Article 3bis of the Chicago Convention provides that
‘the Contracting States recognise that every State must refrain
from resorting to the use of weapons against civilian aircraft
in flight’,91 unless in accordance with a State’s right to
self-defence, which is not a viable argument in the situation
For example, Bellingcat, a team of investigative journalists,
studied the situation on the ground for over a year and
compiled a report containing the names of 20 Russian nationals
they allege were involved in the downing.
On 28 September 2016, the JIT announced that they had
acquired sufficient evidence to uphold in court that
the weapon system was a BUK missile of Russian origin,
which was transported over Russian territory and into
Ukraine days before MH17 was brought down, that this
weapon was transported back into Russian territory days
after, that the location from where this missile was launched
was under control of pro-Russian separatists at the time of
the crash, and that they had identified a hundred individuals
that were involved in one way or another in what happened to MH17.
C. The Legal Qualification of Downing Flight MH17 under Criminal Law
1. Qualification as ‘War Crime’
The downing of MH17 may constitute a war crime. This is a
crime under the jurisdiction of the ICC as well
as most domestic legal systems, including Ukraine
and the Netherlands. In order for conduct to
potentially qualify as war crime, the situation in which the
conduct occurs has to qualify as an armed conflict.
While not binding on the ICC or other judges, and subject to
their own judicial determination, the International Committee
of the Red Cross has made a legal assessment that the
situation in Ukraine constitutes at the very least a
non-international armed conflict.24 Moreover, if it is
proven that Russian military were actively engaged in the
conflict in Eastern Ukraine, it may well qualify as an
international armed conflict.
The ICC is currently examining the involvement of Russian State
agents into the situation, for the purposes of assessing
whether it qualifies as international armed conflict.25
Whether the conflict qualifies as internal or an international
armed conflict affects the specific qualification of the
crime. Depending on the nature of the conflict and conduct,
the alleged crimes that may have been committed in relation
to downing MH17 include wilful killing under Article 8
(a)(i), intentionally directing attacks against civilians
under 8(b)(i), murder under Article 8(c)(i), and
‘intentionally directing attacks against the civilian population
as such or against individual civilians not taking direct part
in hostilities’ under Article 8(e)(i).
The key principle of IHL, the body of law that governs what
conduct constitutes as a war crime, is the
principle of distinction. This principle requires that a
combatant distinguishes between military and civilian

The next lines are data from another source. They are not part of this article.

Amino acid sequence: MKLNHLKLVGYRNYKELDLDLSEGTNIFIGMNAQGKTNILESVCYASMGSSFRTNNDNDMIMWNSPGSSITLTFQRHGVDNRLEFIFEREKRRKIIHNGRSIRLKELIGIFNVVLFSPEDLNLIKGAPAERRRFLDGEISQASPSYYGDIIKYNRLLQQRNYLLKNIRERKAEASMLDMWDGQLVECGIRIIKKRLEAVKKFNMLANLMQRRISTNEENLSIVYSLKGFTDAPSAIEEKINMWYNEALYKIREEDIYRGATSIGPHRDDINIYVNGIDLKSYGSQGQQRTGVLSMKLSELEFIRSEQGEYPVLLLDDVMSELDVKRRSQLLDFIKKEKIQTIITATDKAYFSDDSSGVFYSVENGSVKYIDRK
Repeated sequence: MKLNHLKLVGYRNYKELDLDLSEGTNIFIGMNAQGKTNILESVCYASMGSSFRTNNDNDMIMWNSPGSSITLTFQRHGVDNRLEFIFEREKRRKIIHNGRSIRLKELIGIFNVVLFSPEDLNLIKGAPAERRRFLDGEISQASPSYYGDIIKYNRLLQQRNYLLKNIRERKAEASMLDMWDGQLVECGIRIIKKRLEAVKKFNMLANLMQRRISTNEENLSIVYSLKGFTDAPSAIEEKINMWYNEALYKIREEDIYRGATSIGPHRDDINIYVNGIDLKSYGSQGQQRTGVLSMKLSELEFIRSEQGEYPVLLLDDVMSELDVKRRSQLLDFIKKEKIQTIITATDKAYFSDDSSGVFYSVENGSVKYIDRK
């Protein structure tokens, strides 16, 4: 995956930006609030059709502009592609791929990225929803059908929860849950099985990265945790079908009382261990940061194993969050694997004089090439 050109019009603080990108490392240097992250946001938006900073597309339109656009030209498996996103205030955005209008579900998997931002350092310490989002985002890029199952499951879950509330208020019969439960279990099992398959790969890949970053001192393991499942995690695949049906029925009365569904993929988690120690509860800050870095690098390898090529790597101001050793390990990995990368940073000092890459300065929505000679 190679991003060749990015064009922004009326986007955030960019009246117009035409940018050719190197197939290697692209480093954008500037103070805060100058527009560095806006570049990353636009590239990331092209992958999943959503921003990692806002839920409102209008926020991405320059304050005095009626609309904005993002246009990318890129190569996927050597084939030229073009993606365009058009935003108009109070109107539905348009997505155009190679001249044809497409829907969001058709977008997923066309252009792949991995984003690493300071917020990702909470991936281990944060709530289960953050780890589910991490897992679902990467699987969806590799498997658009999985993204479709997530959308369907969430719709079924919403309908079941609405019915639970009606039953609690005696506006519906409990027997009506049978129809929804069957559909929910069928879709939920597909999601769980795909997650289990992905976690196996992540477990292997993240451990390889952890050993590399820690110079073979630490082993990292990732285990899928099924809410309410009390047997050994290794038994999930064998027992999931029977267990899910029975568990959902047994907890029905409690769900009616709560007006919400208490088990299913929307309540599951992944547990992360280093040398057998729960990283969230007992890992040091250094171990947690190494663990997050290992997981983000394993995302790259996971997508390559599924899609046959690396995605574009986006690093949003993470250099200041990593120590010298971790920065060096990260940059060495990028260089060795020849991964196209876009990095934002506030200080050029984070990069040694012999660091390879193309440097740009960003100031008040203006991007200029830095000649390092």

While other combatants are lawful targets, civilians who do
not partake in hostilities are not. Moreover, the
precautionary principle provides that parties to a
conflict must take all feasible precautions to
protect the civilian population and civilian objects
under their control against the effects of attacks.
It follows that IHL requires parties to the conflict to make
an effort to avoid civilian casualties from their otherwise
lawful use of armed measures. Therefore, if those that were
involved in firing the BUK missile have not taken
such precautionary measures to identify the target as a
legitimate military objective before launching the
missile, they may be guilty of committing a war crime.
The ICC’s Rome Statute as well as domestic criminal systems
require proof of knowledge and intent.
The clearest example of knowledge and intent is if the
attackers intended to kill civilians. If, for example, those
responsible believed the plane was part of the Ukrainian
air force, the conduct may not constitute a war crime
(although it can still qualify as murder under domestic law)
Moreover, in addition to prosecuting under the International
Crimes Act, individuals may also be prosecuted under the
(regular) Dutch Criminal Code (DCC). Article 168 DCC reads
that any person who intentionally and unlawfully causes an
aircraft to crash shall be liable for life imprisonment or
imprisonment not exceeding thirty years if it causes
Article 2 ECHR provides for a number of legal obligations that
Russia may have violated. Whether and to what extent this is
the case and can be proven in a court of law, remains to be seen
and, as in the previous discussion on State responsibility,
mostly depends on the role Russia may have had or not had in
relation to those involved in downing MH17.
The highest responsibility would exist if Russian State agents
were involved, for instance if military were complicit in
launching the BUK missile. Article 2(2) ECHR permits the
use of lethal force when absolutely necessary, and thus
‘strictly proportionate’ to achieve a legitimate aim.141
Where an individual has been killed by State agents, that State
must show ‘the absolute necessity’ of any killing, not only
in respect of the actions of the agents who actually carried
out the killing, but in respect of ‘all the surrounding
circumstances’, including the planning, control and organisation
of the operation.142 The ECtHR has also found that
the absence of ‘proper training and instructions’ in the use
of firearms for the police, can be a contributing fac-tor
leading to a violation of the duty under Article 2 to protect
the right to life ‘by law’.143 This would likewise
apply to the use of a BUK missile.
3. Obligations for Acts of Non-State Agents
Russia may also be held responsible for the unlawful actions
of non-State actors (of whatever nationality), provided
that a sufficiently ‘close link’ or relationship is
established between the actions of the non-State
agent and the State in question (Russia)